Of course in cases where special needs are not immediately apparent, for example in children with learning difficulties, it goes without saying that there is absolutely no parallel support system for them; there are no specially trained teachers, for example. In addition, we have found a lack of communication between services in the island hot spots and those in the mainland camps. This failing extends to the management of medical records of children with multiple physical and psychological issues. It is therefore highly likely that in practice the child will be subjected to repeated painful tests because there is insufficient information about what treatment and services have already been provided. A seven-‐year old boy suffering from hydrocephalus (diagnosed in a hospital on Lesbos) was about to have his medical examinations repeated, until his mother gave the social worker in our group the medical records that she had received from the hospital on the island. The authorities at Schisto had received no relevant information regarding the unique vulnerability of that family recently arrived on the mainland. There is no doubt that the basic rights of the most vulnerable groups are being violated. The right to health, to a dignified life and to safety, rights which should be guaranteed for every human being, let alone the most vulnerable, regardless of nationality or of special living conditions, are all regularly flouted 28 .The refugees’ right to information and to inclusion in decision-‐making for urgent, vital issues (their health for example) is also completely ignored 29 . In reality it is almost impossible to honour that right when there are no interpreters in public hospitals and the patients do not understand the language spoken to them. The provision of specialist care for those with special needs, as enshrined in the UN Convention on the Rights of Persons with Disabilities, ratified by the EU in 2010 and enshrined in Greek law in 2012 is totally disregarded 30 . 28 See typically , ICRC, articles 3, 6, 22, 27; ECHRarticles. 2-3, 5; EUCFRarticles 24, 26; CRC General Comment No 9, para 79 about refugee children); General Comment No 14 on “The right of the child to have his or her best interests taken as a primary consideration”, Article 3, para 1, http://hrlibrary.umn.edu/crc/gencom14.pdf ; CRC General Comment No. 15 (2013) on the right of the child to the enjoyment of the highest attainable standard of health, Art. 24; CRC General Comment No 6 (2005) about the “Treatment of unaccompanied and separated children outside their country of origin”, which declares that children’s detention is never in their best interests, http://www2.ohchr.org/english/bodies/crc/docs/GC6.pdf. 29 See typically ICRC articles 17,42 30 UN General Assembly, Convention on the Rights of Persons with Disabilities: resolution / adopted by the General Assembly, 24 January 2007, A/RES/61/106, available at: http://www.refworld.org/docid/45f973632.htmlas ratified by Greek Law 4074/2012 «Ratification of the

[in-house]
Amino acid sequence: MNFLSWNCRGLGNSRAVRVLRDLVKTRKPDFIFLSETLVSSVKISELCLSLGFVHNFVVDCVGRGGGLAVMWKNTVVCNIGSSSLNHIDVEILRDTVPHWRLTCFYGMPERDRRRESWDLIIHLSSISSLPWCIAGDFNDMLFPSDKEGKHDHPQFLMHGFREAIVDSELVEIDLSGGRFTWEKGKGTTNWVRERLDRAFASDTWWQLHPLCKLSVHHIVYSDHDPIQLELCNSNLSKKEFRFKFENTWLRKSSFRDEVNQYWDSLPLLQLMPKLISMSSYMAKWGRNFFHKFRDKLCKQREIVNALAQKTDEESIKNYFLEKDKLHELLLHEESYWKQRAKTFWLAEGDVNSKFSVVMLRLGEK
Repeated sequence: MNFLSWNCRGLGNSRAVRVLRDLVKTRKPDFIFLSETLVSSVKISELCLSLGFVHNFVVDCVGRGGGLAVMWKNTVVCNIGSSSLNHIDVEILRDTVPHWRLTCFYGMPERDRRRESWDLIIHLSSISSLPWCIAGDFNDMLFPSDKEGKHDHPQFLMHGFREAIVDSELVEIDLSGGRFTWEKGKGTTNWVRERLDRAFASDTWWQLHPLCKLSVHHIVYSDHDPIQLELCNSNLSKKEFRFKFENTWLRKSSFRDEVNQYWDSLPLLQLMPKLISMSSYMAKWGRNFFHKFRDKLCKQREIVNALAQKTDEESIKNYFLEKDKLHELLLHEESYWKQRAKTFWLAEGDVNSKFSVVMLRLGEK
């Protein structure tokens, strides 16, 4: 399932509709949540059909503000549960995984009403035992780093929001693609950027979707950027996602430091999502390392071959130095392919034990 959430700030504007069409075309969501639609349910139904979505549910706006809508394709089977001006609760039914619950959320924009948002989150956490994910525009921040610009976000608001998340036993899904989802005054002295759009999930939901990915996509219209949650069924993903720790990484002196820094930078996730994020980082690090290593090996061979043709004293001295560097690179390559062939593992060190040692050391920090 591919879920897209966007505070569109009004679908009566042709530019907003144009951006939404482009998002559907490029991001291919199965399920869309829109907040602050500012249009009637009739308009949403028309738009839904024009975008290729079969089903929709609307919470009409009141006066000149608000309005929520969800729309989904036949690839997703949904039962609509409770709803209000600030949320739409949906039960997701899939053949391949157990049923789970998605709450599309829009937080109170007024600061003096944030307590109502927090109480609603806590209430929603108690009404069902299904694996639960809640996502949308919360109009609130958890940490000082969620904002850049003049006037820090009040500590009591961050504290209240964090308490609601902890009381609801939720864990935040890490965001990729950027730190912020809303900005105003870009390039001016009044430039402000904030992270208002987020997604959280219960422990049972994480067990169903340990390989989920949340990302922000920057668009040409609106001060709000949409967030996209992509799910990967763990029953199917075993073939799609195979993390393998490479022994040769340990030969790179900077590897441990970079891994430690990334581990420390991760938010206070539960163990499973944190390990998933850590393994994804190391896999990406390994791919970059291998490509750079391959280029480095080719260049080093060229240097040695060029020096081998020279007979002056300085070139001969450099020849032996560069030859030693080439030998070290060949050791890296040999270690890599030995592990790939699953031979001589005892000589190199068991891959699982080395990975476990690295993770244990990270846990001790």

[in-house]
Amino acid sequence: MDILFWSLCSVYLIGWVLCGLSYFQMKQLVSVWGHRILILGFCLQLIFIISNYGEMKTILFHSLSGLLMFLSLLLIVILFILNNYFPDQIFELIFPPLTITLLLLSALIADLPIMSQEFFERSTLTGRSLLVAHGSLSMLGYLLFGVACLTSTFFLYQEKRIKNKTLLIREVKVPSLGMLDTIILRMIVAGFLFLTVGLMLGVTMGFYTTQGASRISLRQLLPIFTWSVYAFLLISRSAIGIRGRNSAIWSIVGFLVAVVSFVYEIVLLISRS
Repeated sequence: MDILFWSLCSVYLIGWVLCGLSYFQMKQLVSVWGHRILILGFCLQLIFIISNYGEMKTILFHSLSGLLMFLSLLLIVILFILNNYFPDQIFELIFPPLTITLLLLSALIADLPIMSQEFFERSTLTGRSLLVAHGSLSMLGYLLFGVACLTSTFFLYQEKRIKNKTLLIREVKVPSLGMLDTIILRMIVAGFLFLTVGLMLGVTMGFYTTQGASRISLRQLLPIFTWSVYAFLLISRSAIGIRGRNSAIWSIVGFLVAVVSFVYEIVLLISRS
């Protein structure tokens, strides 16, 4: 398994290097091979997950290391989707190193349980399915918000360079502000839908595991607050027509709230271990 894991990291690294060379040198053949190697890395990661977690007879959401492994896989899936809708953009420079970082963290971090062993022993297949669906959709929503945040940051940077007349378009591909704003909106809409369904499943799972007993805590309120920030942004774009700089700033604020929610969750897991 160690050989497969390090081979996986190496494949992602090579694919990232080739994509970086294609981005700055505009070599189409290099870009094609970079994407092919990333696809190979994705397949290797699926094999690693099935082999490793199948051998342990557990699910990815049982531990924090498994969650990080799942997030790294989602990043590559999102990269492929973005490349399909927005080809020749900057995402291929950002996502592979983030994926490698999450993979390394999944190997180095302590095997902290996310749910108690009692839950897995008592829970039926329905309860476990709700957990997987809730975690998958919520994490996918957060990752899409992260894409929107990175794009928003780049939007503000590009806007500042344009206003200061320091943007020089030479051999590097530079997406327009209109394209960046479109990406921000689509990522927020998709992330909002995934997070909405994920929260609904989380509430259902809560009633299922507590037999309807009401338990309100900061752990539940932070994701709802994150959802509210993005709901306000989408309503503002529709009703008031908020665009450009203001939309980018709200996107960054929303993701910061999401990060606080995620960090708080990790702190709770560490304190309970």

Participation – the role of the community in decisions (that concern them) There are no official procedures in place to ensure the camp residents’ access to regular accurate information on any of the issues described above but neither on what policies dictate their conditions of stay or transfer, on decisions relating to their living conditions, on new developments which may affect them, and on social human rights that concern their health, education and work . This gap appears to be filled by small NGOs, or in many cases even by trafficking networks with often dangerous consequences, as described below 31 . The total lack of any procedure for dissemination of information means that it is impossible to set any goals for the long-‐term, or even short-‐term future of the camp residents. Regular, organized information would play a crucial role in creating a sense of community amongst refugees in open centers. The coexistence of these people as one social group would mean that they could actively participate in activities inside the camps. It would also lead to the prevention and tackling of addiction, violence and other dangers. They would be in a better position not only to demand better living conditions but also to successfully integrate into the local community. Education The question of refugee children’s education needs to be resolved. The children themselves want this while their parents consider it a fundamental problem. Just a month and a half ago daily tutoring was started, based on a school Convention on the Rights of Persons with Disabilities and the Optional Protocoal to the Convention on the Rights of People with Disabilities» (GGG 88, section. Α); See also CRC General Comment No 9 dedicated to children with disabilities, para 79 about refugee children; See also ICCRarticle .23; EUCFR article. 26. ́ 31 See the section “Trafficking Networks”.